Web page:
1: Setting Up FNA

This page has two parts: The first sets up the FNA team's recommended development environment, and the second prepares FNA itself. If you already have a development environment you like, you can skip to the Download FNA section if you want, but note that our environment prepares you for remote debugging on Steam Deck.

Chapter 1a: Linux Setup

The Linux development environment for FNA is supported on all distributions with Flatpak support, including SteamOS!

You may be able to find VSCode and the .NET SDKs via apps like KDE Discover, but it's easier to get everything at once with a single portable terminal command:

flatpak install com.visualstudio.code org.freedesktop.Sdk.Extension.mono6 org.freedesktop.Sdk.Extension.dotnet8

This installs VSCode, Mono, and .NET 8 all at once! If it asks which version of the SDKs to install, select 23.08.

All that's left is to expose the .NET and Mono SDKs to VSCode's sandbox:

flatpak --user override --env=FLATPAK_ENABLE_SDK_EXT=mono6,dotnet8 com.visualstudio.code

Chapter 1b: Windows Setup

At minimum you will need to install the following software:

When setting up projects, Windows has an additional setup step. An important part of multiplatform development is filesystem case sensitivity - for example, on Linux and console platforms, "filename" is NOT the same as "FileName"! To ensure that developers follow this rule, it is recommended to make your project folders case sensitive on Windows.

To do this, open a Command Prompt as Administrator, then (carefully!) enter the following command:

fsutil.exe file SetCaseSensitiveInfo "C:\path\to\your\project" enable

(While we're on the subject, remember not to use \\ for file paths!)

Chapter 2: Visual Studio Code Extensions

After starting VSCode, hit Ctrl+Shift+X to go to the extensions view, then search for "C# Dev Kit". Install the kit from the marketplace and let it download all of the components. You should be able to clear the search results and see the various new installed extensions!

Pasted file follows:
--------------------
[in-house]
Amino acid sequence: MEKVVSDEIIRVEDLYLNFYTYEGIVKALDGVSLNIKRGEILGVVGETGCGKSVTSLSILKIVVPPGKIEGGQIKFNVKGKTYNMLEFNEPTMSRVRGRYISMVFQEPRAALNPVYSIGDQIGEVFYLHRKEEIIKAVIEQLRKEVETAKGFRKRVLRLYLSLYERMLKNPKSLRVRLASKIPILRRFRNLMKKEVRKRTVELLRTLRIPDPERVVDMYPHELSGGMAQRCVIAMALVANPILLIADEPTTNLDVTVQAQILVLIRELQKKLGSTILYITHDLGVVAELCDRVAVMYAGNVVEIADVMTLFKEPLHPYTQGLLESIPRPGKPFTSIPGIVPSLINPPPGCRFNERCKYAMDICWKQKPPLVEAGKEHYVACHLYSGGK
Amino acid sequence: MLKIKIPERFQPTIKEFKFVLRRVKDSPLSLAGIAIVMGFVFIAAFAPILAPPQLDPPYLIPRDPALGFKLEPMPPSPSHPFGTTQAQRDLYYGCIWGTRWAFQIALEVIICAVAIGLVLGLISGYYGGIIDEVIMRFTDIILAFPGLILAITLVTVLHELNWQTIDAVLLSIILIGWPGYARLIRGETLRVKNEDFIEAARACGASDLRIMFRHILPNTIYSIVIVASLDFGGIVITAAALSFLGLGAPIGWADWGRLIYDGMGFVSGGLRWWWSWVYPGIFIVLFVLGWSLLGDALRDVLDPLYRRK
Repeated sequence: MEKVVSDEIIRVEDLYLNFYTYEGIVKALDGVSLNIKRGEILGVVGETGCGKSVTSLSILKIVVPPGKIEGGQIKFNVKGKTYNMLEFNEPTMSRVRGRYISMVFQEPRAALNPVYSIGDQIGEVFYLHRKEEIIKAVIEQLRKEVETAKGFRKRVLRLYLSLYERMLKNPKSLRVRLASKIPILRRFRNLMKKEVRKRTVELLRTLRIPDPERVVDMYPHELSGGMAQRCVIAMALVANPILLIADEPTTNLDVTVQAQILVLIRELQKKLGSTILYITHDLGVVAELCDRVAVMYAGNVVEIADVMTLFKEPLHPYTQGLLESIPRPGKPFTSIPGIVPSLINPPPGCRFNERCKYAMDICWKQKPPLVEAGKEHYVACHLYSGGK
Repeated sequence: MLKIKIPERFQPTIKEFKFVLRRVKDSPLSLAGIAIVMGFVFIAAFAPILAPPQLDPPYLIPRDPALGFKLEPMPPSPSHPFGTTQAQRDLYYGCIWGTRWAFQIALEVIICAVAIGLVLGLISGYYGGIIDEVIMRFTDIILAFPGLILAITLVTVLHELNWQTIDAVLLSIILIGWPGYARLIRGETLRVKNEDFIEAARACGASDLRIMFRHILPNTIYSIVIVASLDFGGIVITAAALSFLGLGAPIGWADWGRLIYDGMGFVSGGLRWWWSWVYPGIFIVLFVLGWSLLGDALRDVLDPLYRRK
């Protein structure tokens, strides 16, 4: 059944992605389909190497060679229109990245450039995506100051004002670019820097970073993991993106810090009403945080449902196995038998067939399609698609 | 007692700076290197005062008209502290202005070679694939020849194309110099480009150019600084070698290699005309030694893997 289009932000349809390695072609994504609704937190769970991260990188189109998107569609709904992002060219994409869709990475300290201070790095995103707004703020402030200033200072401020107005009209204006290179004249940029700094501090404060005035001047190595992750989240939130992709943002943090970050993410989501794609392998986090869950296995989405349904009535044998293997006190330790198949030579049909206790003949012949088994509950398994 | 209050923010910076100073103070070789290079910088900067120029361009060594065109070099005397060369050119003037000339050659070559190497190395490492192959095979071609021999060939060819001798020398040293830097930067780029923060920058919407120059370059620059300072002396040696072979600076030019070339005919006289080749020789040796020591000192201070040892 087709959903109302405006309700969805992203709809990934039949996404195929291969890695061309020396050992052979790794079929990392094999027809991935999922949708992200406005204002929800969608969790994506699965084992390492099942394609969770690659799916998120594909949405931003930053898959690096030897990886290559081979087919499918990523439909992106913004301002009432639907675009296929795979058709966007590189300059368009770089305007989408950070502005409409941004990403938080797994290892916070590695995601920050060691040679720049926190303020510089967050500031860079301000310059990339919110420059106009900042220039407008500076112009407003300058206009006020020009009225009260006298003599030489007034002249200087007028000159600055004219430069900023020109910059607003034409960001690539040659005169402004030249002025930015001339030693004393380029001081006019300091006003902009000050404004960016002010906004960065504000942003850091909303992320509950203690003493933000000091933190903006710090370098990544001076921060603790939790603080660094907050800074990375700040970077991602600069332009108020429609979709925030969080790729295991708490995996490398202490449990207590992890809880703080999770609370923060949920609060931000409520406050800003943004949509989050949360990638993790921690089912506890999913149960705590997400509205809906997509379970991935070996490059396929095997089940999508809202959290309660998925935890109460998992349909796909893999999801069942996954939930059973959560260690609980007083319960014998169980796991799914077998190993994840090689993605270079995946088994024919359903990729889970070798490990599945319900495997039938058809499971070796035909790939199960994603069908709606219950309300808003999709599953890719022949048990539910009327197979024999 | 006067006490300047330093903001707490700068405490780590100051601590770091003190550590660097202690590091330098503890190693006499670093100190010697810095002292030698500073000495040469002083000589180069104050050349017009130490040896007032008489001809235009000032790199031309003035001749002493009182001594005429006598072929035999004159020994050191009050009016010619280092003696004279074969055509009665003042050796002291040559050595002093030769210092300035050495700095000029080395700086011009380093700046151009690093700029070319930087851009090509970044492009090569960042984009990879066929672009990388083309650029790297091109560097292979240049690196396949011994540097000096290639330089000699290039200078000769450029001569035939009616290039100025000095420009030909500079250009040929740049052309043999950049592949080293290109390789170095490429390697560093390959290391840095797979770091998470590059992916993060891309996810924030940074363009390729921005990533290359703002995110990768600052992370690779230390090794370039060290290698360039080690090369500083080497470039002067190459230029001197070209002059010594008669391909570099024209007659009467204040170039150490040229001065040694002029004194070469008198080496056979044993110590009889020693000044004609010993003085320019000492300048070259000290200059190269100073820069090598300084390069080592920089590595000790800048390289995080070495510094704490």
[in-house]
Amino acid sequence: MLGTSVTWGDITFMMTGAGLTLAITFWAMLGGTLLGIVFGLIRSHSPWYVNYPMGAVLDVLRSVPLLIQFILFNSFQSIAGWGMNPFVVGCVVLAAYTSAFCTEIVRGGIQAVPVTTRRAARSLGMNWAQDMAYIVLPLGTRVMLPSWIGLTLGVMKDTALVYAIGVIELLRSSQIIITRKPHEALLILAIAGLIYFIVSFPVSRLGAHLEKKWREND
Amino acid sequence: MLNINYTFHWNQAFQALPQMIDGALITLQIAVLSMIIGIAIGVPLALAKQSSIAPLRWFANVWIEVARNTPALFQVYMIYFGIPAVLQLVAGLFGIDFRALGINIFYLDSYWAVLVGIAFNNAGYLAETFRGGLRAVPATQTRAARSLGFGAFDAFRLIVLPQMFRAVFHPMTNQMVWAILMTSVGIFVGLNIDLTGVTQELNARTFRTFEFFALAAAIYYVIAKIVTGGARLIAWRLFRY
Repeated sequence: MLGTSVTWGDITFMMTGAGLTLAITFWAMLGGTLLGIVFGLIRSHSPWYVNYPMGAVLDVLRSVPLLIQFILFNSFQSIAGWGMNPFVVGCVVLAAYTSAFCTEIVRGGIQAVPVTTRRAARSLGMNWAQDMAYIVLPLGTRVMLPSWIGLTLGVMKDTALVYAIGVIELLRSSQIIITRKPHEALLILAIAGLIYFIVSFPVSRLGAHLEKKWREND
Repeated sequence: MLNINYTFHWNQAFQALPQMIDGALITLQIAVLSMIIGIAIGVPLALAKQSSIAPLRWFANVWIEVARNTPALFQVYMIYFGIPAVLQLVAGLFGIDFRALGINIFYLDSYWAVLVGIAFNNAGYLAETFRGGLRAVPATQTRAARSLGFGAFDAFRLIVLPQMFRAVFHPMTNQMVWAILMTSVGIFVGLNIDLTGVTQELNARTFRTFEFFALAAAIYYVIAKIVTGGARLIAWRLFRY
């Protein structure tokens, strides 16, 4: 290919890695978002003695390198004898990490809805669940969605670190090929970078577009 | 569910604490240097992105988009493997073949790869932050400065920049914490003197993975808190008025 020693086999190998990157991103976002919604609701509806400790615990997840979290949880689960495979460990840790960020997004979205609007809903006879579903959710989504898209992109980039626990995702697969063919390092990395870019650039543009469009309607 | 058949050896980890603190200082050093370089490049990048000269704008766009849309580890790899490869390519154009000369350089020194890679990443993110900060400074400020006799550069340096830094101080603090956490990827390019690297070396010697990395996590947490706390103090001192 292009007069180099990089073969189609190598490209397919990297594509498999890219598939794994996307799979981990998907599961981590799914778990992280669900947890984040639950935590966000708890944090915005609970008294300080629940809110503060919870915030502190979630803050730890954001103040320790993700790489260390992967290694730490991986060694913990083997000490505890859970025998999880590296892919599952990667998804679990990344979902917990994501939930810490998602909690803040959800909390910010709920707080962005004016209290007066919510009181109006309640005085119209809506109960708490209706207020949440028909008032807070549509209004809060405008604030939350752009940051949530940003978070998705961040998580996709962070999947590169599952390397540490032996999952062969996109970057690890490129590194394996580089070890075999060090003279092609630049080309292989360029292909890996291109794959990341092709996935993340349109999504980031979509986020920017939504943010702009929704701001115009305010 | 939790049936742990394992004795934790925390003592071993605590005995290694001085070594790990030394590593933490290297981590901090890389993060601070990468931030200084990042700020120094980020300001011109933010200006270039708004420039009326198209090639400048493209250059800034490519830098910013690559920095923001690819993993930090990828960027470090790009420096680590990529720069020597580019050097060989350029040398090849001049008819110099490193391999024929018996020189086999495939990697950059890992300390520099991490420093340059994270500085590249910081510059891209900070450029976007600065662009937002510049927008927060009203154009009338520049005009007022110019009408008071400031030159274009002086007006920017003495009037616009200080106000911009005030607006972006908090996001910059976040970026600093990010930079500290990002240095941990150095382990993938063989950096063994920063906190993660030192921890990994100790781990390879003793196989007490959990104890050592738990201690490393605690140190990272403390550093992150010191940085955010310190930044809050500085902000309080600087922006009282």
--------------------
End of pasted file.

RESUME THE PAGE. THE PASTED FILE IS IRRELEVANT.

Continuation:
Lastly, search for and install the "Mono Debug" extension.

Chapter 3: Download and Update FNA

We strongly recommend using Git to download and update FNA. This tutorial will guide you through this process.

If you are using an official zipped release of FNA, you only need to worry about step 2.

Step 1: Clone FNA

FNA uses several Git submodules to access the source to additional libraries, such as SDL2# and FAudio. To fully download FNA, add the --recursive parameter to your git clone command:

git clone --recursive https://github.com/FNA-XNA/FNA

This will clone FNA, then clone all of the submodules into the appropriate locations.

Step 2: Download Native Libraries

FNA uses several native libraries for various pieces of functionality, such as window management, input, and audio output.

Here's what we use and why:

REQUIRED: * SDL2: Used for window management, input, image I/O, etc.

OPTIONAL: * FNA3D: Only required if you use the Graphics namespace. * FAudio: Only required if you use the Audio or Media namespaces. * Theorafile: Only required if you use VideoPlayer.

Currently, you can find the libraries precompiled here:


This archive contains all of the native libraries for Windows, Linux, and x86_64 macOS. For arm64 macOS, iOS and tvOS, it is recommended to build libraries using these third-party build scripts.

Step 3: Update FNA

It is strongly recommended that you update at least once a month. FNA releases are always on the first of every month, so you may simply want to make a calendar reminder for yourself to redownload FNA and fnalibs.tar.bz2 at the beginning of each month.

To update FNA, simply enter the FNA directory and run git pull. This will update to the latest FNA version, assuming you have not made local changes that conflict with the upstream changes. If you do have local changes, store them elsewhere and update, or revert your changes. (By the way, if you really do have local changes, please let us know! We want working code in upstream, and it will make your life easier, we promise!)

Sometimes, FNA will update one of its submodules. When this occurs, run git submodule update --init --recursive and the submodules will fully update. Again, this assumes that you have not made local changes to the submodules.

Step 4: Join the FNA Discord

Aside from the commit log, a good place to keep an eye on major FNA changes is to join the Discord server. This is where announcements and development discussion occur; in particular, there are channels allocated for general development, XNA preservation research, private console development, and experimental platform development.

Chapter 4: Building Old Visual Studio Projects

For those using old pre-.NET Core solutions, you will want to make these changes to allow building your solution:

  1. Right click the C# Dev Kit extension and disable it, leaving all other extensions alone
  2. Right click the C# extension and select Extension Settings
  3. Search for useModernDotNet, uncheck Use Modern .NET